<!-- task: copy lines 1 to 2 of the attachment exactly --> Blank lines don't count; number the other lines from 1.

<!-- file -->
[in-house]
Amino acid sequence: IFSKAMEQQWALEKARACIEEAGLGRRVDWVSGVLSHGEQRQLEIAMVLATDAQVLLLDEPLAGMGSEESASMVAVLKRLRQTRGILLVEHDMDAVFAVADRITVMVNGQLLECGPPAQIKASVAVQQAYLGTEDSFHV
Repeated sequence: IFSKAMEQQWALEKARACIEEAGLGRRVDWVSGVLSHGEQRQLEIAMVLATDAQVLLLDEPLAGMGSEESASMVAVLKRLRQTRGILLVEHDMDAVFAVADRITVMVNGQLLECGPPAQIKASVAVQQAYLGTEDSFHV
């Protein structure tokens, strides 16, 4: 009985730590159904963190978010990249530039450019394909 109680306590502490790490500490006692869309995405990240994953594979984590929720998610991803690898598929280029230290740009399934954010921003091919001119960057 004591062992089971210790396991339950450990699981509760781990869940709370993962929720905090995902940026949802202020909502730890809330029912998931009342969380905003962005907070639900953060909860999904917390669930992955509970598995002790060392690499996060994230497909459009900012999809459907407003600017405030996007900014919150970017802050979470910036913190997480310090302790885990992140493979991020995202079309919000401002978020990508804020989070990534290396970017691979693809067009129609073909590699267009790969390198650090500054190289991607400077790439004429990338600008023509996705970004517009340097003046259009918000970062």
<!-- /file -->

[in-house]
Amino acid sequence: IFSKAMEQQWALEKARACIEEAGLGRRVDWVSGVLSHGEQRQLEIAMVLATDAQVLLLDEPLAGMGSEESASMVAVLKRLRQTRGILLVEHDMDAVFAVADRITVMVNGQLLECGPPAQIKASVAVQQAYLGTEDSFHV